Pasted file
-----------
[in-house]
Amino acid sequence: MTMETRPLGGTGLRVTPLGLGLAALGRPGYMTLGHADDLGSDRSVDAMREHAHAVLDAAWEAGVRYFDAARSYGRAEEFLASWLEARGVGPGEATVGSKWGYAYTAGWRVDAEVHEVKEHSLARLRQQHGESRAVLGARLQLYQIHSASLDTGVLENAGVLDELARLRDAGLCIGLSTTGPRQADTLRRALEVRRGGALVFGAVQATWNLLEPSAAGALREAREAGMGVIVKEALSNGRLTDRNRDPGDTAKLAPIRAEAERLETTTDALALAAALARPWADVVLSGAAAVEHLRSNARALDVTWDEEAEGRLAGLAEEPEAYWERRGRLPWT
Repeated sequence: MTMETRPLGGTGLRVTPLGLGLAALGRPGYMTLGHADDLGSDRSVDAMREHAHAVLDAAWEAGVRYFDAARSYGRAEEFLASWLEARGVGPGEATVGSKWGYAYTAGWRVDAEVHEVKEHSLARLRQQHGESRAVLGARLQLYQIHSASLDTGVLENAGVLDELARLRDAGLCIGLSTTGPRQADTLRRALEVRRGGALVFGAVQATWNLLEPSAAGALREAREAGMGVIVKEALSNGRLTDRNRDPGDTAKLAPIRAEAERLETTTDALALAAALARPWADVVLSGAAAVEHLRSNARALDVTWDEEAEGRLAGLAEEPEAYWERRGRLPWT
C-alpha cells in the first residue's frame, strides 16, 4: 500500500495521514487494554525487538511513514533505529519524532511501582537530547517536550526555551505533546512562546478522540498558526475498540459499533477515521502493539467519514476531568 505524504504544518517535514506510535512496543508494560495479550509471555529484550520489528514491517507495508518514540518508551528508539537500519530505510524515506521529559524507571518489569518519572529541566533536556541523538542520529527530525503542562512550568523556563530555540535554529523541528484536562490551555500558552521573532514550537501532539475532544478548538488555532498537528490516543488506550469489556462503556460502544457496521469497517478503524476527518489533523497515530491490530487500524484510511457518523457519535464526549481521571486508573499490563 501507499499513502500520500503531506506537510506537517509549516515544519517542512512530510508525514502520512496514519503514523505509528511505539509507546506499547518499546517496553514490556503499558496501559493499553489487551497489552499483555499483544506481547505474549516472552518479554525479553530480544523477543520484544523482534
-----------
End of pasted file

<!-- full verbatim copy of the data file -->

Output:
[in-house]
Amino acid sequence: MTMETRPLGGTGLRVTPLGLGLAALGRPGYMTLGHADDLGSDRSVDAMREHAHAVLDAAWEAGVRYFDAARSYGRAEEFLASWLEARGVGPGEATVGSKWGYAYTAGWRVDAEVHEVKEHSLARLRQQHGESRAVLGARLQLYQIHSASLDTGVLENAGVLDELARLRDAGLCIGLSTTGPRQADTLRRALEVRRGGALVFGAVQATWNLLEPSAAGALREAREAGMGVIVKEALSNGRLTDRNRDPGDTAKLAPIRAEAERLETTTDALALAAALARPWADVVLSGAAAVEHLRSNARALDVTWDEEAEGRLAGLAEEPEAYWERRGRLPWT
Repeated sequence: MTMETRPLGGTGLRVTPLGLGLAALGRPGYMTLGHADDLGSDRSVDAMREHAHAVLDAAWEAGVRYFDAARSYGRAEEFLASWLEARGVGPGEATVGSKWGYAYTAGWRVDAEVHEVKEHSLARLRQQHGESRAVLGARLQLYQIHSASLDTGVLENAGVLDELARLRDAGLCIGLSTTGPRQADTLRRALEVRRGGALVFGAVQATWNLLEPSAAGALREAREAGMGVIVKEALSNGRLTDRNRDPGDTAKLAPIRAEAERLETTTDALALAAALARPWADVVLSGAAAVEHLRSNARALDVTWDEEAEGRLAGLAEEPEAYWERRGRLPWT
C-alpha cells in the first residue's frame, strides 16, 4: 500500500495521514487494554525487538511513514533505529519524532511501582537530547517536550526555551505533546512562546478522540498558526475498540459499533477515521502493539467519514476531568 505524504504544518517535514506510535512496543508494560495479550509471555529484550520489528514491517507495508518514540518508551528508539537500519530505510524515506521529559524507571518489569518519572529541566533536556541523538542520529527530525503542562512550568523556563530555540535554529523541528484536562490551555500558552521573532514550537501532539475532544478548538488555532498537528490516543488506550469489556462503556460502544457496521469497517478503524476527518489533523497515530491490530487500524484510511457518523457519535464526549481521571486508573499490563 501507499499513502500520500503531506506537510506537517509549516515544519517542512512530510508525514502520512496514519503514523505509528511505539509507546506499547518499546517496553514490556503499558496501559493499553489487551497489552499483555499483544506481547505474549516472552518479554525479553530480544523477543520484544523482534